Christmas Shopping in Spain

Published on 11/14/2006 in Spanish Culture

Feliz Navidad Thinking of flying out to do a bit of Christmas shopping? Maybe a good idea if you want to escape the crowded UK stores. In Spain, the shops tend to be more individual with specialist shops selling specific products, whereas in the UK, you can often almost buy everything under one roof. This offers convenience in a fast paced life and enables you to do all your shopping without getting wet.

However, here weather is not normally an issue and you can enjoy a dry browse along the high street in Estepona, Marbella or wherever you choose to shop.

If you prefer the convenience of buying everything under one roof and shopping in a mall, you still have that option here too; choose from Miramar in Fuengirola or La Canada in Marbella amongst many others. Even some of the high street names will be familiar to you such as Dorothy Perkins and Wallis, but that’s not really the point of doing your Christmas shopping in Spain. If you plan to buy everything in Spain, be warned that there isn’t half the choice that you find in the UK and you probably won’t save any money. Having said that, you could save money as you are more likely to buy only what you need due to the lack of choice and temptation.

There’s no doubt that Christmas shopping is a far less stressful process than in the UK as the Spanish have managed to keep it in perspective. Coming from the UK you may even find it a bit of an anti-climax after the imaginative array of gifts on offer in stores such as Marks and Spencer, Boots etc.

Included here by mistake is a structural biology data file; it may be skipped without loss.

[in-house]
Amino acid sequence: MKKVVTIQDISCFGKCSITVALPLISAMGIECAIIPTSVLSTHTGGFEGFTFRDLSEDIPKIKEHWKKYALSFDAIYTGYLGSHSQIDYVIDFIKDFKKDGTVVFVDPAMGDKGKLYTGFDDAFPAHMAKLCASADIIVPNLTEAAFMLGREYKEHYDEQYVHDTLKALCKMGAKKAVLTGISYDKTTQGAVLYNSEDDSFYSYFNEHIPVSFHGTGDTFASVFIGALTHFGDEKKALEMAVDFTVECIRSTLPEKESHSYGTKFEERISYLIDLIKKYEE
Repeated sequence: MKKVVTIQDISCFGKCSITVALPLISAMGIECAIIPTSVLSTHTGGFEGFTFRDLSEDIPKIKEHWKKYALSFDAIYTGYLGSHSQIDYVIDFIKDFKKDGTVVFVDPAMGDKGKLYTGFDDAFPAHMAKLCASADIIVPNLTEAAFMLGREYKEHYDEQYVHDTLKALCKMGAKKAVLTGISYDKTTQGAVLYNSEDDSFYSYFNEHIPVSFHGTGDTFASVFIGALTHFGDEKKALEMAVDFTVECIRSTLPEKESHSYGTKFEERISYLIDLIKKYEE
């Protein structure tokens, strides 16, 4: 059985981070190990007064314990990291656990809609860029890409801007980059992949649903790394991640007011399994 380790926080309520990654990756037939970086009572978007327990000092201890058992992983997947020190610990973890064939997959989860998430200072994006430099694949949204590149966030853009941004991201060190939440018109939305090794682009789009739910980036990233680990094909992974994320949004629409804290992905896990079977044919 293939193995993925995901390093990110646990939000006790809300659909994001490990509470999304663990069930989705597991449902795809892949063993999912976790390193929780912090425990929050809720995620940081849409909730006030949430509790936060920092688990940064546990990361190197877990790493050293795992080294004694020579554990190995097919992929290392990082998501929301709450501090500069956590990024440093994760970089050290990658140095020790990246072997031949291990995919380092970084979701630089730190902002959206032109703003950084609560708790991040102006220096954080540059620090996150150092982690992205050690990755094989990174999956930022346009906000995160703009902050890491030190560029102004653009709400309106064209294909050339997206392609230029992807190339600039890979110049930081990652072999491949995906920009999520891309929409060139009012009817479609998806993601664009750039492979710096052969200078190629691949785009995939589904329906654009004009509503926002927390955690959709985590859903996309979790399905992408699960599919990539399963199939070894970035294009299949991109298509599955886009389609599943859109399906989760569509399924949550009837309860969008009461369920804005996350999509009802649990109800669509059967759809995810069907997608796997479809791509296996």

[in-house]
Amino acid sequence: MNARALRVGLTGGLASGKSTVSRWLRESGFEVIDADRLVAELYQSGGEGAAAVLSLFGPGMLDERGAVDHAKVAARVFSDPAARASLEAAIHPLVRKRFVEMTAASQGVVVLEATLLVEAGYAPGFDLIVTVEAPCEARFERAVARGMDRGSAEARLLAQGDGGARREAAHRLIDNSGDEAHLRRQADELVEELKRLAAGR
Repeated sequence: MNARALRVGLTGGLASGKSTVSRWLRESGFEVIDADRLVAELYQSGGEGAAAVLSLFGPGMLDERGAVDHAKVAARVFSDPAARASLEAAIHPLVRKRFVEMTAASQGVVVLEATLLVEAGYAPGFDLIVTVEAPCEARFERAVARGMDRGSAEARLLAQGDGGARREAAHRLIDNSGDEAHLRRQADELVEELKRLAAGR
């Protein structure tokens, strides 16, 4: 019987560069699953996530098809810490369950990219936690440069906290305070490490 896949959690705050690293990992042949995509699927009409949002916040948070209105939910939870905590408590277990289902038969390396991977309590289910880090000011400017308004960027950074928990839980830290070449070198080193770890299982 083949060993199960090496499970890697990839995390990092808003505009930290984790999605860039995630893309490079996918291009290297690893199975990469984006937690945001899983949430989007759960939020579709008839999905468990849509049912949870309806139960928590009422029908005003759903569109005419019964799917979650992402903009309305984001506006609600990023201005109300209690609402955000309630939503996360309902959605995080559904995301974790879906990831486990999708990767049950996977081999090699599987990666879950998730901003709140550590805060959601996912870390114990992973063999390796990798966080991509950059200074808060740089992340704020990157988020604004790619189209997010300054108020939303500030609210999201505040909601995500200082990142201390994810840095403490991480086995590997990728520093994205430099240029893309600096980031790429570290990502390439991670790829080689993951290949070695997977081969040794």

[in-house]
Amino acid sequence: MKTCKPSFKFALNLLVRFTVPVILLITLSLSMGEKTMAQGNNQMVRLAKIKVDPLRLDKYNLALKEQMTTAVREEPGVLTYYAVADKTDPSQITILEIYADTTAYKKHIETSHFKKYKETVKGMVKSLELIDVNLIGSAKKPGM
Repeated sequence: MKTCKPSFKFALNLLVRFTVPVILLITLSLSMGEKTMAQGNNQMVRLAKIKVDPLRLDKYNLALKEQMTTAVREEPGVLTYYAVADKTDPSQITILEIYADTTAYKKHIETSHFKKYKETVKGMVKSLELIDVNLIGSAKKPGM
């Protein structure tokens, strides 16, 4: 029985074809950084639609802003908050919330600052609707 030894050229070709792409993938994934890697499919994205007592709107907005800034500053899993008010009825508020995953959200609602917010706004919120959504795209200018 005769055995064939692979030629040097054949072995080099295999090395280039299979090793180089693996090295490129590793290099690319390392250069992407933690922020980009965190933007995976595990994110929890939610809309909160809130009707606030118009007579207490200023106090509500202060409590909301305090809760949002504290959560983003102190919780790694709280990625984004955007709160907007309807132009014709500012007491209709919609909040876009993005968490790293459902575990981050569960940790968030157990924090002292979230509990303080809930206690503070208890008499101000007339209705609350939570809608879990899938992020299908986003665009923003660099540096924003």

If you do decide to do Christmas shopping in Spain, take care with sizes when buying clothes. Sizes do vary considerably and where you might be a 40(12) in the UK, in shops such as Mango and Zara, you may find yourself needing a 42 or a 44. A man who wears an extra large in Marks and Spencer will have difficulty finding his size in Spain. The Spanish people tend to be smaller than the big boned Brits and the clothing manufacturers haven’t yet grasped the concept of putting a smaller size label on the clothes to make women feel good and buy more. Likewise, for obvious reasons I would avoid buying shoes even slippers in Spain as the shoes are often narrower than our UK fittings. I was always a size 5 (38) in the UK, but I now wear a 6 (39). I can explain why I now need much bigger clothes here, but unless the food is going to my feet, I can’t think why my feet have grown.

If you are thinking about buying toys for your children, there isn’t half the choice that there is in the UK. El Corte Ingles has a good selection but some might find it a bit "traditional" how all the ‘girls’ toys are clumped in one section and the ‘boys’ in another. You will find small toy shops in every town which are quite reminiscent of those that we had in the UK twenty plus years ago. A slightly more educational toy shop, similar to Early Centre but again not the same choice is Imaginarium. If you want your children to learn the Spanish language, it is certainly worth your while coming to buy books and DVDs to use as learning aids. In the larger shopping malls, there are book shops, some often combining music and books.

I personally will be visiting the UK to do my Christmas shopping and I can’t wait to soak up the commercialised Christmas spirit to the beat of Slade’s classic track. So, I don’t know about the rest of you but I’m heading for Marks and Spencer to try on some clothes and feel thin again!

Written by: Susan Pedalino

About the author:

Women In Spain

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robert said:
Thursday, December 6, 2012 @ 7:53 PM

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